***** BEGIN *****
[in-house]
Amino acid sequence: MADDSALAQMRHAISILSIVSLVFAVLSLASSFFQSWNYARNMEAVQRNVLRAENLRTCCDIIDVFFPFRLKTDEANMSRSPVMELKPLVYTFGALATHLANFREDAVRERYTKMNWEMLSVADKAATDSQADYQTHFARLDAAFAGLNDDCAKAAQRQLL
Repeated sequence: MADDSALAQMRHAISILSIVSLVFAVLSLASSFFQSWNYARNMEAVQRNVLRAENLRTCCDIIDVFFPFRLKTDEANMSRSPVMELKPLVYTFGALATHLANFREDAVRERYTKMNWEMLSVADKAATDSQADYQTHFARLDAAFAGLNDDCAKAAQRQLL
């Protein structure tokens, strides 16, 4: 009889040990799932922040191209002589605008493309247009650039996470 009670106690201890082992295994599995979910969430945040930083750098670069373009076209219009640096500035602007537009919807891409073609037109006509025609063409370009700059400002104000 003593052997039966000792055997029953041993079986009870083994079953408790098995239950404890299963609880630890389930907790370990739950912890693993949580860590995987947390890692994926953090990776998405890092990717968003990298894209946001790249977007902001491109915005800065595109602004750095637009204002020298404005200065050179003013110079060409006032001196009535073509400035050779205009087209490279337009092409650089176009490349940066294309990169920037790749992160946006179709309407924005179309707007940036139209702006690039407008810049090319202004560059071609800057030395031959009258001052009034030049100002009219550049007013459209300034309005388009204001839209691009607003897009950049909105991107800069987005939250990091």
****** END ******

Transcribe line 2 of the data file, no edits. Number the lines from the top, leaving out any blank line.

Amino acid sequence: MADDSALAQMRHAISILSIVSLVFAVLSLASSFFQSWNYARNMEAVQRNVLRAENLRTCCDIIDVFFPFRLKTDEANMSRSPVMELKPLVYTFGALATHLANFREDAVRERYTKMNWEMLSVADKAATDSQADYQTHFARLDAAFAGLNDDCAKAAQRQLL